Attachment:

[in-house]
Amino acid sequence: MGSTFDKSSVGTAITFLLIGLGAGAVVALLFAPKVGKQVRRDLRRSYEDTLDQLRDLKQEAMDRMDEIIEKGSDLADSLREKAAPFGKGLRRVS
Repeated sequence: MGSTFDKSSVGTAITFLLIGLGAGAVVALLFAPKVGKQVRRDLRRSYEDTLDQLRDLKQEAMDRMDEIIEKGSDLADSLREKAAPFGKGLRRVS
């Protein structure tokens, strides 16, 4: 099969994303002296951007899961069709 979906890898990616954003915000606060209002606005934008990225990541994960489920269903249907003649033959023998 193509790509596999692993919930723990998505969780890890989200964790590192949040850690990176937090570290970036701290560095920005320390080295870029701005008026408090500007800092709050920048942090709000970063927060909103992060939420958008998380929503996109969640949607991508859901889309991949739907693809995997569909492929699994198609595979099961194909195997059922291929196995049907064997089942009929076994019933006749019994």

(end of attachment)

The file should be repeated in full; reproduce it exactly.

[in-house]
Amino acid sequence: MGSTFDKSSVGTAITFLLIGLGAGAVVALLFAPKVGKQVRRDLRRSYEDTLDQLRDLKQEAMDRMDEIIEKGSDLADSLREKAAPFGKGLRRVS
Repeated sequence: MGSTFDKSSVGTAITFLLIGLGAGAVVALLFAPKVGKQVRRDLRRSYEDTLDQLRDLKQEAMDRMDEIIEKGSDLADSLREKAAPFGKGLRRVS
């Protein structure tokens, strides 16, 4: 099969994303002296951007899961069709 979906890898990616954003915000606060209002606005934008990225990541994960489920269903249907003649033959023998 193509790509596999692993919930723990998505969780890890989200964790590192949040850690990176937090570290970036701290560095920005320390080295870029701005008026408090500007800092709050920048942090709000970063927060909103992060939420958008998380929503996109969640949607991508859901889309991949739907693809995997569909492929699994198609595979099961194909195997059922291929196995049907064997089942009929076994019933006749019994």